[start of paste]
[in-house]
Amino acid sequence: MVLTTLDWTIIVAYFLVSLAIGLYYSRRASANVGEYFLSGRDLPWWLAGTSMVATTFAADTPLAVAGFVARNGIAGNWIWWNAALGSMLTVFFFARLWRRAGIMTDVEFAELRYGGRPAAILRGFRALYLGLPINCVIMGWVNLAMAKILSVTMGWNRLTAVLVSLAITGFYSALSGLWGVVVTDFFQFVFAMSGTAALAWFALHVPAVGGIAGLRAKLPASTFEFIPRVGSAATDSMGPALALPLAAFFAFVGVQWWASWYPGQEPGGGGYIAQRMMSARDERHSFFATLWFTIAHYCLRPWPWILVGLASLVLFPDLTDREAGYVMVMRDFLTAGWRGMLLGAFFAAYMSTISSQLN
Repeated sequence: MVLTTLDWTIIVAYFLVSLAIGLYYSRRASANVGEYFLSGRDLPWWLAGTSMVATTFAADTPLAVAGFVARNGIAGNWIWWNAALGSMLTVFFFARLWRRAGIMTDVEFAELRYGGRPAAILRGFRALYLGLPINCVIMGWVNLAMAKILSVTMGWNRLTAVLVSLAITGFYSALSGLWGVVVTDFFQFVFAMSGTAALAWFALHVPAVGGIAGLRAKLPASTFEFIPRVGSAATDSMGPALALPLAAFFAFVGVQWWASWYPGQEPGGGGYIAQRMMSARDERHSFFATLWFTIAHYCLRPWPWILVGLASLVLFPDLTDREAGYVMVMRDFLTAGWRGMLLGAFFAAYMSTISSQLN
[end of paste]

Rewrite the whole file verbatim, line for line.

[in-house]
Amino acid sequence: MVLTTLDWTIIVAYFLVSLAIGLYYSRRASANVGEYFLSGRDLPWWLAGTSMVATTFAADTPLAVAGFVARNGIAGNWIWWNAALGSMLTVFFFARLWRRAGIMTDVEFAELRYGGRPAAILRGFRALYLGLPINCVIMGWVNLAMAKILSVTMGWNRLTAVLVSLAITGFYSALSGLWGVVVTDFFQFVFAMSGTAALAWFALHVPAVGGIAGLRAKLPASTFEFIPRVGSAATDSMGPALALPLAAFFAFVGVQWWASWYPGQEPGGGGYIAQRMMSARDERHSFFATLWFTIAHYCLRPWPWILVGLASLVLFPDLTDREAGYVMVMRDFLTAGWRGMLLGAFFAAYMSTISSQLN
Repeated sequence: MVLTTLDWTIIVAYFLVSLAIGLYYSRRASANVGEYFLSGRDLPWWLAGTSMVATTFAADTPLAVAGFVARNGIAGNWIWWNAALGSMLTVFFFARLWRRAGIMTDVEFAELRYGGRPAAILRGFRALYLGLPINCVIMGWVNLAMAKILSVTMGWNRLTAVLVSLAITGFYSALSGLWGVVVTDFFQFVFAMSGTAALAWFALHVPAVGGIAGLRAKLPASTFEFIPRVGSAATDSMGPALALPLAAFFAFVGVQWWASWYPGQEPGGGGYIAQRMMSARDERHSFFATLWFTIAHYCLRPWPWILVGLASLVLFPDLTDREAGYVMVMRDFLTAGWRGMLLGAFFAAYMSTISSQLN